Histone Hypervariants H2A.Z.1 and H2A.Z.2 Play Independent and Context-Specific Roles in Neuronal Activity-Induced Transcription of Arc/ Arg3.1 and Other Immediate Early Genes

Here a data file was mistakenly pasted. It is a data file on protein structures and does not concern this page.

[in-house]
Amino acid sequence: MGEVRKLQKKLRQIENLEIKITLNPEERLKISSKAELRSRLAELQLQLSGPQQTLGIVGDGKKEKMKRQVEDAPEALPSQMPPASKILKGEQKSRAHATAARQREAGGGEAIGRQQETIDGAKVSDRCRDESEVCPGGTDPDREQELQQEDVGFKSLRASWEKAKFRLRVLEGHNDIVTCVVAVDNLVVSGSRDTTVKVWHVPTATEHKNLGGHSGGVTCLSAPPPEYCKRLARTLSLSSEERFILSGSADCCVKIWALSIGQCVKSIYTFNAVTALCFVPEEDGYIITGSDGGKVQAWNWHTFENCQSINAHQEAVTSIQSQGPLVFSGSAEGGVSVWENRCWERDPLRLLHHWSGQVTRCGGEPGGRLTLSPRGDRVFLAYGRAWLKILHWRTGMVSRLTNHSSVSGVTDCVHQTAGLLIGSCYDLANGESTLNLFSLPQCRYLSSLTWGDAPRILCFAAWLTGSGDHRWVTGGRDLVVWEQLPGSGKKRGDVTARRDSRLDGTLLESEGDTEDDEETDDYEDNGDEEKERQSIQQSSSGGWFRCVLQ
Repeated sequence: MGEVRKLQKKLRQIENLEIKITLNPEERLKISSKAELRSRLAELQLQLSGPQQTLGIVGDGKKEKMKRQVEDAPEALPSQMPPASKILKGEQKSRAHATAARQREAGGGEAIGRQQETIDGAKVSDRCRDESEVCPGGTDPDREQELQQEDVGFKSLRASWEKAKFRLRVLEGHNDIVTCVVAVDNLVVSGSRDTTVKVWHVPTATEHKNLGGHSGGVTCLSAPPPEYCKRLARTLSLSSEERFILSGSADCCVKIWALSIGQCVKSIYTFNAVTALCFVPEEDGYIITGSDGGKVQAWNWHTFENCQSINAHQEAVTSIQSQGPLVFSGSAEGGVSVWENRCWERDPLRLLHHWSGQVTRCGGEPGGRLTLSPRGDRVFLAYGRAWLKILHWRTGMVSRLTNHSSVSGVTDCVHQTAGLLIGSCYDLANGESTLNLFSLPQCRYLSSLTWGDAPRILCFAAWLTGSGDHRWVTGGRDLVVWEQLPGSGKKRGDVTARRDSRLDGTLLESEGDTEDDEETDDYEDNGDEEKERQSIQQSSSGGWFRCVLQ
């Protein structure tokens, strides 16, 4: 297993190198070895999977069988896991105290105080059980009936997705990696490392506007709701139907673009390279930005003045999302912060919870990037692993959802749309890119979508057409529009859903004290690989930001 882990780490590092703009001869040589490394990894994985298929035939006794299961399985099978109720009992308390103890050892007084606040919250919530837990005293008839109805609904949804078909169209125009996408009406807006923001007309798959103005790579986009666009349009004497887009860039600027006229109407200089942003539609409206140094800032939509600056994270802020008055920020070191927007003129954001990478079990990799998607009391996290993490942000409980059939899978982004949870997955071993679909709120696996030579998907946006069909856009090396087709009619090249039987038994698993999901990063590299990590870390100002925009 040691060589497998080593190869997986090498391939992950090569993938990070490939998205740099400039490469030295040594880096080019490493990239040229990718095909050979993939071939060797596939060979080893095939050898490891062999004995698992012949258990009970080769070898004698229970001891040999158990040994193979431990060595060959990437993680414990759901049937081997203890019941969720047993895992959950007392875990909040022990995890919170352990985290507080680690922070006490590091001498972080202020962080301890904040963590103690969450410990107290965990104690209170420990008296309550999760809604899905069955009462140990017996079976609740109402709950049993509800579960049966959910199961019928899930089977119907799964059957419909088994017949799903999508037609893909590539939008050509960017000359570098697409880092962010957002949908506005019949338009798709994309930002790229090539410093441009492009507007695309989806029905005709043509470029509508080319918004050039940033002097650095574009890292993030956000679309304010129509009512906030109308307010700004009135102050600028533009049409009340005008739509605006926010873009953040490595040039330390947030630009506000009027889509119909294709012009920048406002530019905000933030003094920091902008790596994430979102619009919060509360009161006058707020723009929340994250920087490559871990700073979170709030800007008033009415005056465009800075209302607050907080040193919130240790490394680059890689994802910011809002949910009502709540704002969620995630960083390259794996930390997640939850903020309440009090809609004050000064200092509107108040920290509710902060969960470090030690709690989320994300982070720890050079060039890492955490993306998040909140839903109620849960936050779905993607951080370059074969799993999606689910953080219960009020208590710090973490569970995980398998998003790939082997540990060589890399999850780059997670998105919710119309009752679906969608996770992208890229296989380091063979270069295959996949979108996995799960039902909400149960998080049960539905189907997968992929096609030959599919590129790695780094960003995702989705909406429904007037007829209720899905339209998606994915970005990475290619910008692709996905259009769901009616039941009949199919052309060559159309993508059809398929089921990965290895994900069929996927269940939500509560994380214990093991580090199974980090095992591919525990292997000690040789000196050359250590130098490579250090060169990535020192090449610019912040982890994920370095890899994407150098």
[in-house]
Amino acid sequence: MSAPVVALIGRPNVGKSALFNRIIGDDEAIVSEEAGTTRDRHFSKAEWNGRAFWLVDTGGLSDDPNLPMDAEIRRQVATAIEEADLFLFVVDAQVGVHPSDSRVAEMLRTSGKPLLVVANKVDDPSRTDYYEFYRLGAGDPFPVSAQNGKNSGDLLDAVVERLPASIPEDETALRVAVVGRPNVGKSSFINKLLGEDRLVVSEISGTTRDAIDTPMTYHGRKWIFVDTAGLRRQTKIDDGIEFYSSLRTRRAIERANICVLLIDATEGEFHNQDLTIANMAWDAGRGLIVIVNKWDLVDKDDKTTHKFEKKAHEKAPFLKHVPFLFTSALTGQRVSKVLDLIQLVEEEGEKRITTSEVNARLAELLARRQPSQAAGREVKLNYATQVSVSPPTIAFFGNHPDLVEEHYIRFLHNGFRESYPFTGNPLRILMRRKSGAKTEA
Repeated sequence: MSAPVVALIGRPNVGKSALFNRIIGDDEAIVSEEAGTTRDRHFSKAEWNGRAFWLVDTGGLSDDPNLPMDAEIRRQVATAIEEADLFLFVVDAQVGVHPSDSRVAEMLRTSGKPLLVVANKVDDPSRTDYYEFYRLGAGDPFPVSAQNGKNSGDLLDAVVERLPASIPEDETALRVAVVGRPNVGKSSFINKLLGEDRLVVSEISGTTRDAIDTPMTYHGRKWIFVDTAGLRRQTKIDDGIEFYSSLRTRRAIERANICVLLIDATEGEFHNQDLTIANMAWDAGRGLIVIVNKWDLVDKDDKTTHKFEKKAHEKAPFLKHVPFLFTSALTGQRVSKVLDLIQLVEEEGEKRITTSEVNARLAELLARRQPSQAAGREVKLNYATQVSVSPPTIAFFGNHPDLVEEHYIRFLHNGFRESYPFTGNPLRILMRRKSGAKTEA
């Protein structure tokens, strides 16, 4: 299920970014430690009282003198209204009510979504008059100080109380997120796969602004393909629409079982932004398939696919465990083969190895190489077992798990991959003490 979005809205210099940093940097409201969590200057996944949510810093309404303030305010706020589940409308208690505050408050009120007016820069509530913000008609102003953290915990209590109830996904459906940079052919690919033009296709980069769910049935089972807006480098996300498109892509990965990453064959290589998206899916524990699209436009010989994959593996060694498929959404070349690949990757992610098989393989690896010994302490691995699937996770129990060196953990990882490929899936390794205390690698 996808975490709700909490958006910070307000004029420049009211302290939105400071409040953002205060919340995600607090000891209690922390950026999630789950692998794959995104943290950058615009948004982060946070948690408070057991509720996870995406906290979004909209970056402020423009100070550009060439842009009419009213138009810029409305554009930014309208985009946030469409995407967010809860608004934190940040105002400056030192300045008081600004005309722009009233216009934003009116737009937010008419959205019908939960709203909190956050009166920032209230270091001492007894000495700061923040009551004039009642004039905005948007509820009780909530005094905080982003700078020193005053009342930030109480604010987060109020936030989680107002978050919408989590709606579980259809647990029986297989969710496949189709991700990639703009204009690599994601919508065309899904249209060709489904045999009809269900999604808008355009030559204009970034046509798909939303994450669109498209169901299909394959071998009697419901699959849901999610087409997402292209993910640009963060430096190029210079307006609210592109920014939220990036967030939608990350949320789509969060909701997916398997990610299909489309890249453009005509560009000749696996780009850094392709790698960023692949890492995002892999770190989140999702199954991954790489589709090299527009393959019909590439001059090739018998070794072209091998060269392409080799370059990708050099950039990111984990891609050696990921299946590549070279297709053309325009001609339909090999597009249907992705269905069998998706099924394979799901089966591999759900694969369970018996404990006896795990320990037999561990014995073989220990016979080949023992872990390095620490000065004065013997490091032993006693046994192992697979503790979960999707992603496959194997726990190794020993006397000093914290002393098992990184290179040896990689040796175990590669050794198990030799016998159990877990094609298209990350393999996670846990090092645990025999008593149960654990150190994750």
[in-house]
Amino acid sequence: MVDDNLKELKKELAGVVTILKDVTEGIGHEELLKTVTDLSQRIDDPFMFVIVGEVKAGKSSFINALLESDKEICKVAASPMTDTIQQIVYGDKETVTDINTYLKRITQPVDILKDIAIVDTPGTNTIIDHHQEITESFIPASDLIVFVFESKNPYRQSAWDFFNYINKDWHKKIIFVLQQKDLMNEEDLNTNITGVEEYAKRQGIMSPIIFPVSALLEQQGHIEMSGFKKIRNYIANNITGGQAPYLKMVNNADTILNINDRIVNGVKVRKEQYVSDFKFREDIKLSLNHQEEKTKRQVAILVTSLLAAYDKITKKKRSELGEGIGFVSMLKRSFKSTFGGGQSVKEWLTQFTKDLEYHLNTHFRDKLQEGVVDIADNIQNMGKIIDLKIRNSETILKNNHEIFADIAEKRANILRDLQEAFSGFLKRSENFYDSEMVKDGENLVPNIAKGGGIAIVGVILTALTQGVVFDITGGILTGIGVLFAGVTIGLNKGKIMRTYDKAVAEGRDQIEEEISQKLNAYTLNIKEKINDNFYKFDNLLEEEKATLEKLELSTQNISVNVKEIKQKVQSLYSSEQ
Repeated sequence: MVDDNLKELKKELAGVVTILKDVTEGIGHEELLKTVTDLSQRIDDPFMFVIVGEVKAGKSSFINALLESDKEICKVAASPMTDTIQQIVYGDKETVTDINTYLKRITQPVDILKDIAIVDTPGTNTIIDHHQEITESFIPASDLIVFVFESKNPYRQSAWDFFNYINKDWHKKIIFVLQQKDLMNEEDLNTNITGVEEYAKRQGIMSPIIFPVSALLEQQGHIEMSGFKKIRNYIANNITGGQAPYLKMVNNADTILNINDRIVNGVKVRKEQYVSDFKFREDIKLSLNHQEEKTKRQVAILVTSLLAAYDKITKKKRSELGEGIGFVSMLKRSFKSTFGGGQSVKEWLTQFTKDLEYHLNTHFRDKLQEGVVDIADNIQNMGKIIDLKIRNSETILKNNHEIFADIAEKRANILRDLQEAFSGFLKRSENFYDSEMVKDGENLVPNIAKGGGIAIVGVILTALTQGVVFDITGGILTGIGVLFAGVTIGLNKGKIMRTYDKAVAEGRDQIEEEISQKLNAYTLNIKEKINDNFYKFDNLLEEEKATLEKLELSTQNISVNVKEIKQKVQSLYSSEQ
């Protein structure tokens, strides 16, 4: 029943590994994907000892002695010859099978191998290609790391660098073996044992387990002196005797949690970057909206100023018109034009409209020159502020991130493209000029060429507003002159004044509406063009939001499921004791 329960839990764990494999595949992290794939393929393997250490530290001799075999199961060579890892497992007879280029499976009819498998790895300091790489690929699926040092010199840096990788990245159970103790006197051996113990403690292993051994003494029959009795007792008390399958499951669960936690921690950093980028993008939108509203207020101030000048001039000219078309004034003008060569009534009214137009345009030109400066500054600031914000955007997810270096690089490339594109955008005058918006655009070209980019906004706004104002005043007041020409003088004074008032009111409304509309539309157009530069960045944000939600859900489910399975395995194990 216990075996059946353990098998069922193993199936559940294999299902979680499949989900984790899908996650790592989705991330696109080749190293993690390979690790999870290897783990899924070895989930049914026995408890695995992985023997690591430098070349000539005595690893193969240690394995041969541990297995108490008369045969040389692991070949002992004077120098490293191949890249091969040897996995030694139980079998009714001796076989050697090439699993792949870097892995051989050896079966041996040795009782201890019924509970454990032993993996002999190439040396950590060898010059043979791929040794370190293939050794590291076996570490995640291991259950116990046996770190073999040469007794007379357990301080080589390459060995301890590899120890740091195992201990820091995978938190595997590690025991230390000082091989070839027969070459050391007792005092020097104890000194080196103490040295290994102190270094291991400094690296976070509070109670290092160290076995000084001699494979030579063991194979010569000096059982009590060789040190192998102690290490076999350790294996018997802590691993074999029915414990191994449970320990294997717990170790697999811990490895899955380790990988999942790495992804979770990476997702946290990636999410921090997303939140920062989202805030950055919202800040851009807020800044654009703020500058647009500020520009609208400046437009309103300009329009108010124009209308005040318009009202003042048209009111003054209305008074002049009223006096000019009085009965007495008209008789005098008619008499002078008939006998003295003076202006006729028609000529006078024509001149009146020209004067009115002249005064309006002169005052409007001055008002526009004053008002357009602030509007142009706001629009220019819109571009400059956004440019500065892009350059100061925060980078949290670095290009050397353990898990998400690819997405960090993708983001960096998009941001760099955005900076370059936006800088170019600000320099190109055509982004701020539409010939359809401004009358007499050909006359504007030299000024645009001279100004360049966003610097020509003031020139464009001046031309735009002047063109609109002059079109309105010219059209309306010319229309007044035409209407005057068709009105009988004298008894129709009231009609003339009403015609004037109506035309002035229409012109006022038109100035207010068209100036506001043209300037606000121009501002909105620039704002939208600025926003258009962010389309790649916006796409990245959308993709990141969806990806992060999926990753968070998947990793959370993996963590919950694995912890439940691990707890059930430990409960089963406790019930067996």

The histone variant H2A.Z is an essential and conserved regulator of eukaryotic gene transcription. However, the exact role of this histone in the transcriptional process remains perplexing. In vertebrates, H2A.Z has two hypervariants, H2A.Z.1 and H2A.Z.2, that have almost identical sequences except for three amino acid residues. Due to such similarity, functional specificity of these hypervariants in neurobiological processes, if any, remain largely unknown. In this study with dissociated rat cortical neurons, we asked if H2A.Z hypervariants have distinct functions in regulating basal and activity-induced gene transcription. Hypervariant-specific RNAi and microarray analyses revealed that H2A.Z.1 and H2A.Z.2 regulate basal expression of largely nonoverlapping gene sets, including genes that code for several synaptic proteins. In response to neuronal activity, rapid transcription of our model gene Arc is impaired by depletion of H2A.Z.2, but not H2A.Z.1. This impairment is partially rescued by codepletion of the H2A.Z chaperone, ANP32E. In contrast, under a different context (after 48 h of tetrodotoxin, TTX), rapid transcription of Arc is impaired by depletion of either hypervariant. Such context-dependent roles of H2A.Z hypervariants, as revealed by our multiplexed gene expression assays, are also evident with several other immediate early genes, where regulatory roles of these hypervariants vary from gene to gene under different conditions. Together, our data suggest that H2A.Z hypervariants have context-specific roles that complement each other to mediate activity-induced neuronal gene transcription.